By Wesley Gold, IMB Missionary to South Asia (Names have been changed for security purposes)

I can vividly remember the moment. My now wife, Emma, and I were on our very first date in West Palm Beach, sharing our stories underneath a Banyan tree overlooking the Atlantic Ocean. Little did I know, this conversation between two naive college students would become a catalyst for us to eventually uproot everything and cross that very same ocean with the gospel a decade later.

It’s funny, as we were sharing our stories, it quickly became clear that we were not on the exact same page. I had a deeply burdened heart and vividly clear call to my native context of America, particularly for the unadulterated gospel to take root in an increasingly complacent church culture in the midst of an increasingly post-Christian secular culture in the United States. I wanted to see gospel- centered, Spirit empowered, biblically saturated church communities planted in their localized contexts, especially in the more secularized and influential urban environments of the US.

I was a fiery young whipper snapper who had radically encountered Jesus just a couple of years earlier, and I wanted everyone to know! You see, though I had grown up in an amazing, biblically literate, theologically rich, reformed church, I was the rebel of my family. I suppose as the youngest of six boys who all followed Jesus faithfully, I was able to get away with more. Or I was just so self- focused that I didn’t grasp my desperate need nor the beauty of our distinctly Christian household. Who knows.

But I lived like your classic younger brother, prodigal son—an utterly dual life in which, on one hand, I could talk circles around anyone wanting to debate Arminianism vs. Calvinism, or Dispensationalism vs. Covenant theology. Yet, on the other hand, I could also walk circles around anyone who wanted a challenge in beer pong.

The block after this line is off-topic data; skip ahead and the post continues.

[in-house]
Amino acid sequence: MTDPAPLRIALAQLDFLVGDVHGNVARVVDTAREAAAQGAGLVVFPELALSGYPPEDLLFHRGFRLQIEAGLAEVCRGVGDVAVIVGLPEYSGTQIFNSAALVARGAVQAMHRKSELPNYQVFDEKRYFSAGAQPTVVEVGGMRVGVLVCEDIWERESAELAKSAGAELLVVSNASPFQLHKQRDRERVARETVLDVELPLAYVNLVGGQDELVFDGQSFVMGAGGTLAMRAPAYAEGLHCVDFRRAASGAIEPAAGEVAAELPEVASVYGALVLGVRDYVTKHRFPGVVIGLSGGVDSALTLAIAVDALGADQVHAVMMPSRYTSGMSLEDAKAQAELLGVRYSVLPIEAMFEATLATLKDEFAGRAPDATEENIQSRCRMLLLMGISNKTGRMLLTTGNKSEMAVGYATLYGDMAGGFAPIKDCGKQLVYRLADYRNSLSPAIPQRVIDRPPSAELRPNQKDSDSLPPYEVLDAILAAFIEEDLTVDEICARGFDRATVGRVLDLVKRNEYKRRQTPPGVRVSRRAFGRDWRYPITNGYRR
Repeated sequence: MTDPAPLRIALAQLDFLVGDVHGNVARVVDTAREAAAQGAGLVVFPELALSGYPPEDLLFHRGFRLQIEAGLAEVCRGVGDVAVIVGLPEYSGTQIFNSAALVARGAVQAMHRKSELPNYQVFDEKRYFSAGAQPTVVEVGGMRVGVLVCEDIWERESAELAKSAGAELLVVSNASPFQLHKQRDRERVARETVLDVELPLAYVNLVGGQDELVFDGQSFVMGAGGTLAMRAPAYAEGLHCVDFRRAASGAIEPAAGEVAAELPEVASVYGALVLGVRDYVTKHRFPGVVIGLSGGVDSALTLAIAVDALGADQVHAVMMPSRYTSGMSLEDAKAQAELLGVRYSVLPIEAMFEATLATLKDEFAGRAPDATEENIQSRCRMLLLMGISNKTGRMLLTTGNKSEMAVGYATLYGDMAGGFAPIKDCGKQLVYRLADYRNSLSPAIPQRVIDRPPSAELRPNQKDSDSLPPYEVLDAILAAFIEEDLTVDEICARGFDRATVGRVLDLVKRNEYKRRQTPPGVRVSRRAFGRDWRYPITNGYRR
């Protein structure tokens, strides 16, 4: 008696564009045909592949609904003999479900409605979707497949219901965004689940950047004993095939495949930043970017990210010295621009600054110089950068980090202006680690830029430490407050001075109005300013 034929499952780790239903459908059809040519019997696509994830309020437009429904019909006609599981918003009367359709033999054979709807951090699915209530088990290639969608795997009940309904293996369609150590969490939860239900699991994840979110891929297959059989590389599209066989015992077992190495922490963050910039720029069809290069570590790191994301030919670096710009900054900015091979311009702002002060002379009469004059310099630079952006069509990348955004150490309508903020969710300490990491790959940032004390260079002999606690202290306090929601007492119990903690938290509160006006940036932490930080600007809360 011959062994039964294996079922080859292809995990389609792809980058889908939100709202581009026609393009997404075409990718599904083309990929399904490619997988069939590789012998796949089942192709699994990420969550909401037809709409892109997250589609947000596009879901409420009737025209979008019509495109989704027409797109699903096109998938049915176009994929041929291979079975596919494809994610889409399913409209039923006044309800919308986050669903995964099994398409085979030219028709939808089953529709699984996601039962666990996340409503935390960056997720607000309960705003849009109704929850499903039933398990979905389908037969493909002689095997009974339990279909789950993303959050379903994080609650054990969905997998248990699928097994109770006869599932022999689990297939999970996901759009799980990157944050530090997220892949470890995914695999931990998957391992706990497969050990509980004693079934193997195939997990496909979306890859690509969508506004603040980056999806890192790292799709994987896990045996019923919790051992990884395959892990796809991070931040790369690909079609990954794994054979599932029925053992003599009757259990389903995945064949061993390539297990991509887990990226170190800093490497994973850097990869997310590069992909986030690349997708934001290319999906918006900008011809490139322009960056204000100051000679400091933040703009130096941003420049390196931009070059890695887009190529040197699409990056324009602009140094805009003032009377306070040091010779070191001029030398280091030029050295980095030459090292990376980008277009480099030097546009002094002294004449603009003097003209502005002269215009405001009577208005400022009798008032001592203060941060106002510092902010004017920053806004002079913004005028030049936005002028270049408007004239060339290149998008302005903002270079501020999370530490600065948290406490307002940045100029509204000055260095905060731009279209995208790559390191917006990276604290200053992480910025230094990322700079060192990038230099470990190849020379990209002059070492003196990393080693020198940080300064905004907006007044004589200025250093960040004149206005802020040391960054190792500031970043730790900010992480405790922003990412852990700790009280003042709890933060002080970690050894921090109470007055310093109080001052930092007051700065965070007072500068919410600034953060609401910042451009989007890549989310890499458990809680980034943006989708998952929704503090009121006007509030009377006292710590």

I was your quintessential hypocrite.

Leading the youth group in memory verses and the mission’s team on overseas trips, while simultaneously sneaking out with girls, getting drunk every weekend and cheating my way through AP Calculus.

It was in college that I truly encountered Jesus. I was reading through the Gospels for the first time of my own accord, and Jesus’ words haunted me with piercing conviction: “If anyone comes to me and does not hate even their own life, they cannot be my disciple. Whoever does not bear their own cross and come after me cannot be my disciple… Yes, any one of you who does not renounce all that they have cannot be my disciple… He who has ears to hear, let him hear.” (Luke 14:26-35) The Holy Spirit finally tore through my hardened, egotistical heart to convict me of my sin and show me my dire need for a Savior.

He gave me ears to hear.

And as soon as I repented of my hypocrisy & rebellion, and believed Jesus as my rescuer & righteousness, a complete one-eighty occurred. All of the sudden, the knowledge I grew up around took root in the soil of my heart and was put into high gear. I wanted everyone to know the beauty of this most gloriously wonderful news! God rescues sinners for relationship with Himself! God actually forgives me—forgives you, forgives us—of sin so that “He might be our God, and we might be His people. Behold! The dwelling place of God is with people.”

This is what fueled my passion for American urban church planting. I couldn’t let others miss out on any of this gospel glory due to complacent cultural “churchianity” or to cultural idols of a progressive secular age.